The Vicars Family and the commence of a school
This school was established in 1958 on initially 6 acres that had been purchased in 1952 by the Department of Education and had previously formed part of the home Yallambee of Mr & Mrs Robert Vicars . As a result of the sale of this land The Promenade was built to provide a new access to the Vicars home. Following the death of Violet Vicars at the age of 93 years in 1970 the Vicar’s family donated the remainder of Yallambee to be added to the school. The home was demolished by the Department of Education in 1971. A number of trees and garden landscape of the Vicars home can still be seen in the grounds of the school. From the house, some stained glass windows were located and eventually installed in the school .
The house had been designed by James Vicars and covered 11,500 square feet over two storeys. It was built of brick with a rough cast exterior and deep verandahs. It had six bedrooms, lounge, dining, billiards, children’s and maid’s quarters. There were extensive gardens and a long curved drive way from the corner of The Crescent and The Promenade .
In 2009 John Laurie, Robert & Violet Vicar’s grandson, facilitated leadership programs at the school, offering one of the Vicars holiday homes on the Hawkesbury River as a retreat. He also funded prizes in honour of his Vicars and Laurie grandparents .
Building the school
Planning for the school began in 1956 and enrolments commenced for girls to begin in 1957. The building works were delayed and so the first students commenced High School at Epping Boys High. Girls commenced at the Cheltenham site at the beginning of the new school year in 1958. Occupying what are now blocks A and B there were 440 first year (now year 7) students and 120 in second (now year 8) year. Miss Mitchell later recalled “it was quite chaotic when the school first began. The buildings were not complete – only about twelve rooms were finished and we had thirteen classes…”
Building the school was opposed by a number of local residents who objected to it being built in a residential area, and then objected to it taking the name of their suburb.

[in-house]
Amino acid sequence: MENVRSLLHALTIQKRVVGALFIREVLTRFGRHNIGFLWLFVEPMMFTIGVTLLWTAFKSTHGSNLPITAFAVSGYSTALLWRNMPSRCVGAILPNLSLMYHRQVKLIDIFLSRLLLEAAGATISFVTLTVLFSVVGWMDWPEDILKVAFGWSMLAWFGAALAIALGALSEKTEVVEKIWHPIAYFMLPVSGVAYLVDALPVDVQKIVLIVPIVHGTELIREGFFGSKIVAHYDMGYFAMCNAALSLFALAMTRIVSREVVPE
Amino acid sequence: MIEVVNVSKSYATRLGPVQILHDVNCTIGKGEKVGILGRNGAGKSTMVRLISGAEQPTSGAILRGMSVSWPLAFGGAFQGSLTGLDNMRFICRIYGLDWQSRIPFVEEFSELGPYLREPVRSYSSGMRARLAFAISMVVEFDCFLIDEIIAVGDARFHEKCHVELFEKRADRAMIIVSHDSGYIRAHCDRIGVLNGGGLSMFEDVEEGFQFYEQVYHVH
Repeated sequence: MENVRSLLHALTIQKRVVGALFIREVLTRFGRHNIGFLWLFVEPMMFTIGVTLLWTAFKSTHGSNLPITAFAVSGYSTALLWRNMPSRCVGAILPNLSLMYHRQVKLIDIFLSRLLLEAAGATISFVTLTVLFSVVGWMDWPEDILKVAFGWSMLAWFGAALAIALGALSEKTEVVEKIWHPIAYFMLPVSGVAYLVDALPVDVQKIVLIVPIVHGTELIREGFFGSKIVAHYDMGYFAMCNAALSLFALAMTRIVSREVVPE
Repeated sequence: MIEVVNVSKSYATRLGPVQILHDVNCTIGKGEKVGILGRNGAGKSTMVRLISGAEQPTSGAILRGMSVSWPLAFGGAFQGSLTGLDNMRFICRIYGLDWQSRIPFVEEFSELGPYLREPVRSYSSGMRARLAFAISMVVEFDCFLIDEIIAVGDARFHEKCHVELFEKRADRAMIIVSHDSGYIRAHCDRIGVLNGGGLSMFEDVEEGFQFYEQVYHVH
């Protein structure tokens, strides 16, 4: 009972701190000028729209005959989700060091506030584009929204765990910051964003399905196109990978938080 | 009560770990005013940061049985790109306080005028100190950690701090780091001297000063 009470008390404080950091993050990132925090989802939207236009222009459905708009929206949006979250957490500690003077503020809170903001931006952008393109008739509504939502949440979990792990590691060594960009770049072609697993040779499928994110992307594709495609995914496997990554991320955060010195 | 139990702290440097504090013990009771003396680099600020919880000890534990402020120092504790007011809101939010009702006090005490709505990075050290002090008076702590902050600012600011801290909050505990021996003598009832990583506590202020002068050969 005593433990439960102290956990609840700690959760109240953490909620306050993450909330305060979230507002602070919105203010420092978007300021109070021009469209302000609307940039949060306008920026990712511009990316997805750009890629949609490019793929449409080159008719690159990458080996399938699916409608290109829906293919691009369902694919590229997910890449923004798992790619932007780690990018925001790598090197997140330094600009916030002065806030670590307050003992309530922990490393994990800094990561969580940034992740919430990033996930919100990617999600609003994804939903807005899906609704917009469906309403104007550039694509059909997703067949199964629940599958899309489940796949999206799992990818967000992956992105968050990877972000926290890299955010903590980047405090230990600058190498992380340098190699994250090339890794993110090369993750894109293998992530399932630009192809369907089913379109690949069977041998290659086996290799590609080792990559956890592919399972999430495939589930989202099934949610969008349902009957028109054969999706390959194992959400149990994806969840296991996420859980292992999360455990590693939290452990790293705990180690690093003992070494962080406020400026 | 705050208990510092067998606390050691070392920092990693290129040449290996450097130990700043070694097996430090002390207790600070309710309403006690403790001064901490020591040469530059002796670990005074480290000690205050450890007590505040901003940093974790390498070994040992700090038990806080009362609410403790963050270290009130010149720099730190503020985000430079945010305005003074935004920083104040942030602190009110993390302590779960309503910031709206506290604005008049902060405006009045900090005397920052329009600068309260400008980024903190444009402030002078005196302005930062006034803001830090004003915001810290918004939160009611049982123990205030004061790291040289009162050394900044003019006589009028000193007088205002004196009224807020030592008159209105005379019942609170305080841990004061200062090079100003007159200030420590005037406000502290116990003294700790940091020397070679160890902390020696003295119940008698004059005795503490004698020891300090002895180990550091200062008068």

The first extra-curricular activities at the school were the Inter-School Christian Fellowship (ISCF), a chess club and the Red Cross. In the second term a play was performed in the Beecroft School of Arts. The first speech day was held in the Odeon Picture Theatre in Eastwood and the address was given by Sir Garfield Barwick, the local Federal Member and a resident of Cheltenham.
Miss Mitchell was a leading teacher and advocate for education and this helped to start the school as a leading comprehensive government school in the State.
The school matures
In 1966 two events started to connect the school with the broader local community. These were that the Old Girls Union held their first Annual Dinner at the Carlton Rex Hotel in the Sydney CBD and the first Art Award Exhibition was held by the Parents & Citizens Association.
Between 1961 and 1966 one of Australia’s leading authors, Thea Astley (Mrs Jack Gregson) taught English at the school.
The first student news appeared in 1967 shortly to be followed by a Student Council established in 1969.
The early 1970s was an era most remembered for stringent enforcement of school dress rules – especially gloves, hats and the length of a dress from the girl’s knees.
At the same time, music under Mrs Jessie Murray, the school music teacher and choir mistress, led to new heights of achievement in this field. The Linnet Girl’s Choir was a high achieving choir which became associated with the school during this era, because of its founder, Mrs Murray. It was also Mrs Murray who introduced, in 1961, the tradition of the entire school body singing the Hallelujah Chorus at speech nights. Mrs Murray was awarded an MBE for her services to choral music .